Here’s a list of 20 Black-owned shops in Columbus you should check out.
Although Black-owned firms have received increased support in recent years, they still face challenges such as a shortage of finance, training, technical skills, and marketing resources.
Local groups have stepped up to help, but Columbus citizens may always support local companies by patronizing them.
Here are 20 companies owned by African Americans who could use your help right now.
Need to reserve a meeting room? The Que Studio is a 1,500-square-foot, industrial-chic event space in the heart of Columbus, Ohio, that is attracting the attention of photographers, podcasters, event organizers, and other types of artists.
Owner Jasmine Lawrence has hosted bookbag drives and other community events at Que to welcome the surrounding community.
She argued that exposing young people to art is crucial.
“I feel like this job was not offered to me growing up,” she lamented. I was presented with options such as “nurse,” “lawyer,” and “doctor.” We never saw any originality. This realization is crucial for them.
Lifestyle Cafe’s culture revolves around its made-to-order, vegan menu items such BLTs, buffalo chicken balls, and egg and cheese melts.
Owner Shanna Dean aims to provide customers with goods they are already comfortable with.
She explained that she relied on traditional spices and flavors because she wanted her home cooking to be enjoyable.It’s been effective thus far.
Talan and Taron Taylor, brothers from Westerville, have found success with their Huckstle brand of beard balms, beard oils, mustache wax, and soaps at makers markets. There is nothing dishonest about their products, despite the branding evoking the snake-oil salesmen or “hucksters” of yesteryear.
These items are developed to promote healthy hair development and shine without causing dryness, itching, or frizz. Citrus and pome, linen and lime, and pine and leaf are just a few of the natural components and enticing aromas used in these products.
When asked how they get along, the Taylors responded it’s quite easy going most of the time.
Taron remarked, “We have that strong bond.” As they say, “We’re not just brothers, we’re friends.”
Mmelo’s pastries and other sweets are practically works of art. Michelle Allen, the business’s owner, is committed to making delicious, one-of-a-kind desserts for all dietary preferences and restrictions. The teacakes are to die for, you must try them.
The Whitehall eatery, which was opened in September 2016 by siblings Moses and Winta Hayelom and their mother Weini “Mom” Abraha, is known for its burgers cooked with grass-fed cattle farmed in Ohio.
Pepper jack cheese, lettuce, tomato, and onion top the “flavor” burger, which is infused with Ethiopian flavor via the spice blend and the house sauce.
Honey and spicy chile paste are added to the flavorful sauce, and a vegan version is also available.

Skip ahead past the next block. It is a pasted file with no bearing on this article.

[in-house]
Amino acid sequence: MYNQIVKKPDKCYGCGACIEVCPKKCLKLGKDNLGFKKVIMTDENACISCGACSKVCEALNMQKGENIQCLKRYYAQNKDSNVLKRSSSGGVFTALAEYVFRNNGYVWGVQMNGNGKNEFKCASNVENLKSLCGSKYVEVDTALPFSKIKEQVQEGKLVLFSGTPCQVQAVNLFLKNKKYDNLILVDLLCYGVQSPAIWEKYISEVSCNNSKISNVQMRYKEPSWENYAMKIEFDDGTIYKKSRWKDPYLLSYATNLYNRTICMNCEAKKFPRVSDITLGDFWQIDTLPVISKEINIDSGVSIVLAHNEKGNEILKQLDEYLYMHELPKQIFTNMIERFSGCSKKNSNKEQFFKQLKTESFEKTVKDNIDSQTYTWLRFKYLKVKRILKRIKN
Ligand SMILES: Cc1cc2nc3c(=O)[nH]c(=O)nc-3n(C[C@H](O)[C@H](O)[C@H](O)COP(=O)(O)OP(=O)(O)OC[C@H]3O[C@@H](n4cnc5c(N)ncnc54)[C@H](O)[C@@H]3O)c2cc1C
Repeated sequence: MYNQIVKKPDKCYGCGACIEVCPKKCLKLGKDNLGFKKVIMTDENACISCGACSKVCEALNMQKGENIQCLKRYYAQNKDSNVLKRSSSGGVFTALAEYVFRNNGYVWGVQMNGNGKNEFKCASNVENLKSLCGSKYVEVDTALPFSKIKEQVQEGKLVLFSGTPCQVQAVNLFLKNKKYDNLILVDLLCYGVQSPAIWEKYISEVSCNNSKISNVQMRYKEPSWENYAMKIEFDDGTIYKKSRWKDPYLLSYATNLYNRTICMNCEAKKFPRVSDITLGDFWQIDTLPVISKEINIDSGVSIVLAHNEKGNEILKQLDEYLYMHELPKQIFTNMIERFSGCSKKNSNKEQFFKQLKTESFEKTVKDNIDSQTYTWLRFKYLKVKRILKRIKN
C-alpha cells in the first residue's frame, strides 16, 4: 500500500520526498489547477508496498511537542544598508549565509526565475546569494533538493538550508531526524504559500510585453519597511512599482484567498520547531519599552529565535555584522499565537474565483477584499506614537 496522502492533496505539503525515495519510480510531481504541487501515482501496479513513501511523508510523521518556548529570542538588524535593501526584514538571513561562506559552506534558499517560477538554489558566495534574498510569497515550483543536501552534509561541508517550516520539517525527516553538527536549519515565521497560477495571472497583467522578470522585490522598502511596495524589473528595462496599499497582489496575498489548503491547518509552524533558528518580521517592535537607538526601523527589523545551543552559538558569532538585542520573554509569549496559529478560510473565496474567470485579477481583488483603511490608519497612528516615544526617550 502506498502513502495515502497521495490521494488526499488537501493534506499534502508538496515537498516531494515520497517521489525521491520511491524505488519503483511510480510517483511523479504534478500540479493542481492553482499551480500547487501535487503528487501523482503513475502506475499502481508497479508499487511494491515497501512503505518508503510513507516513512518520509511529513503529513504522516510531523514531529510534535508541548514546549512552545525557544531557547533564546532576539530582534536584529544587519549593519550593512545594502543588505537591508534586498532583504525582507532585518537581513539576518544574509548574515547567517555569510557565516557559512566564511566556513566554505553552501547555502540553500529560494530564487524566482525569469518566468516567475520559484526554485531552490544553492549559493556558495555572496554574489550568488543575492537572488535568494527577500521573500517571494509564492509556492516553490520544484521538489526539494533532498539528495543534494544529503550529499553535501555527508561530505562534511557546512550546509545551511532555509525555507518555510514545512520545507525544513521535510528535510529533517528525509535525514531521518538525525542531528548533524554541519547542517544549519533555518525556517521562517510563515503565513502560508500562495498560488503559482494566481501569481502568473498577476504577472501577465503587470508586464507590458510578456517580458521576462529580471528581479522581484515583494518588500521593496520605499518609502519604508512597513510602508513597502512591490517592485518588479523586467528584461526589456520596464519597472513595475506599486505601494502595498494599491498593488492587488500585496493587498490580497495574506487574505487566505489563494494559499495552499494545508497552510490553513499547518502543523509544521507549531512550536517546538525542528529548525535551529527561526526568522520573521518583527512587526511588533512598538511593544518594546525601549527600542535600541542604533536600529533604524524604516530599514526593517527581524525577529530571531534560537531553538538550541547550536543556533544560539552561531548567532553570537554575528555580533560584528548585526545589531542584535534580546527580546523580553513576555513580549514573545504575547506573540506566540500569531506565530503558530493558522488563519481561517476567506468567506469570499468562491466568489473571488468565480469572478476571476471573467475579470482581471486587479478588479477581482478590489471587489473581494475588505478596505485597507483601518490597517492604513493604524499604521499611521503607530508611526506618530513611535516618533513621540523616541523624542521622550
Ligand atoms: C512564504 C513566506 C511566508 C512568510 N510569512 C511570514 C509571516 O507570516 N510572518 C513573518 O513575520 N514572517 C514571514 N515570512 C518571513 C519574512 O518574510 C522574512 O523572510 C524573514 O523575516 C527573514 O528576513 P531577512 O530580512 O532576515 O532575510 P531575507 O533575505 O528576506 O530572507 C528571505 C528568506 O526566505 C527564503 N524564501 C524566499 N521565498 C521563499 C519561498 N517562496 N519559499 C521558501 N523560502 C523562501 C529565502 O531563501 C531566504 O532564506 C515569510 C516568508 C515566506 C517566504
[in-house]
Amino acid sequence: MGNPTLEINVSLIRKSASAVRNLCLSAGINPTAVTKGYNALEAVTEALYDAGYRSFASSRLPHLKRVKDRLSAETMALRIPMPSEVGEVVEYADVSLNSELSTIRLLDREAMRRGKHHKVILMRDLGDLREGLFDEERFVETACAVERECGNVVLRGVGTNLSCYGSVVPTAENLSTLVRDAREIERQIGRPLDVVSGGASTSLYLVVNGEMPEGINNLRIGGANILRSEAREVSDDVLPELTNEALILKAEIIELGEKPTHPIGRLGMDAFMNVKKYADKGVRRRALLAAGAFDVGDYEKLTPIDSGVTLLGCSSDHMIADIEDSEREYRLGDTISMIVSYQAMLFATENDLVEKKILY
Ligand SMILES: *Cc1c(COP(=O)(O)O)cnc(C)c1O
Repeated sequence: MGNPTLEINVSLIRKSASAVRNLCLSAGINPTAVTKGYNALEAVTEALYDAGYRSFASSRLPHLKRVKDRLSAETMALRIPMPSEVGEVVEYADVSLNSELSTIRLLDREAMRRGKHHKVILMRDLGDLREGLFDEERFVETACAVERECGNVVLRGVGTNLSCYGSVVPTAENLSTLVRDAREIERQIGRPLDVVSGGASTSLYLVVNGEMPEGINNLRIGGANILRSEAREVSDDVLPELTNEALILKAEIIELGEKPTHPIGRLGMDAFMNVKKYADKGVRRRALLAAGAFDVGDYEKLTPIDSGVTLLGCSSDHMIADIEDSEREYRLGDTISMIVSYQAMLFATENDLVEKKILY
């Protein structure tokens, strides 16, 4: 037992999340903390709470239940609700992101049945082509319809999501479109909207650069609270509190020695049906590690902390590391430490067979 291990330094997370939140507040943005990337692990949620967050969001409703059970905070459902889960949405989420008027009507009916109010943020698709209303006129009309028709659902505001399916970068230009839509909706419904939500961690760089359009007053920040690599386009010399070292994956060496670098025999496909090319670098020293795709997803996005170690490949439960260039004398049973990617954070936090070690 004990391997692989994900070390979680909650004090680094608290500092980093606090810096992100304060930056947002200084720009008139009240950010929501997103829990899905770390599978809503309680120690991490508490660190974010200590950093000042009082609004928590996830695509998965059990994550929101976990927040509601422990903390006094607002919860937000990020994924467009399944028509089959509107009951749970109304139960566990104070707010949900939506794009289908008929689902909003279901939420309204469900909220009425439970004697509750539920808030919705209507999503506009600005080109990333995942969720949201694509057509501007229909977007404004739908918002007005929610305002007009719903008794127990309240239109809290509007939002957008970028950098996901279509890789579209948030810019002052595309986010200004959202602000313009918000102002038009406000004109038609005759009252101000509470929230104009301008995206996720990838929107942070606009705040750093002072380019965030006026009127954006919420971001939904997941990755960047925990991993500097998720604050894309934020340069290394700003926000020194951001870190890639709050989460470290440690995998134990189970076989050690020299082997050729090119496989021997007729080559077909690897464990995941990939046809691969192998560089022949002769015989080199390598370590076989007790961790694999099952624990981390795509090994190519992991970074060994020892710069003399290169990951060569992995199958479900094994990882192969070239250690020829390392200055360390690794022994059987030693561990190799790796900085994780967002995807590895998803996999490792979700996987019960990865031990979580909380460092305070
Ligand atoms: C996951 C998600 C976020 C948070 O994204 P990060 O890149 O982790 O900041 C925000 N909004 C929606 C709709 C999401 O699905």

Jovanna Robinson, a recent alumna of the Columbus College of Art and Design, makes high-quality leather luggage and travel accessories so that you can go where you’re going in comfort and style. She makes a variety of bags, wallets, and other accessories, all of which are bright and long-lasting.She offers clutches and cosmetic bags embellished with calf hair and African Ankara designs, both of which are obtained from Africa.
She gives kids sewing classes in her studio when she’s not doing her own shopping and making at the leather store.She hopes to leave an imprint on the world of fashion while also investing in the next generation.
Through her company, The African Accent, Salai Kamara strives to spread her enthusiasm for Africa and its rich cultural traditions. Kamara, a native of Sierra Leone, sells a variety of handmade goods, including beautiful beaded earrings, handwoven blankets, purses, and whipped shea hair butter.
Bake Me Happy, now located in Merion Village, will soon be relocating to the South Side, making it easier for gluten-free customers to indulge in baked goods.
Dublin, in North Market Bridge Park (6750 Longshore Dr.), also has a Bake Me Happy location for its customers.
The beloved bakery has become more than just a place to get delicious delicacies like Oatmeal Creme Clouds; it has also become a hub for the local community, serving as an advocate for local and minority-owned enterprises.
Goldman Sachs is investing $10 billion to support Black women across the country, and co-owner Letha Pugh is an ambassador for the company’s One Million Black Women initiative. Small business issues were discussed in a session held by Bake Me Happy with Representative Joyce Beatty.
The FishBurger sandwich at Driving Park’s eatery is highly recommended. It comes with fried salmon, a distinctive drip sauce, and a trademark lemon wedge.
Try the Nashville Hot Chicken Sandwich, the Burger Burger, which combines ground beef and brisket, or the OG Fish Sandwich, which is made with fried tilapia. Wings and Hand-Cut Nashville Nuggets, all of which come with a selection of sauces, round out the menu.
Owners Demetrius Howard and Randy Keyes are building a loyal customer base and looking to leave their imprint on the area’s history of successful Black businesspeople.
Cheryl Williams chose to name her restaurant after the year she was born and the street she frequently visited with her family as a child: 86 & Norman. It’s an understatement to say that she has a deep interest in advising ladies on matters of fashion. Her boldly printed hip bags, wallets, and planters are sure to make a statement.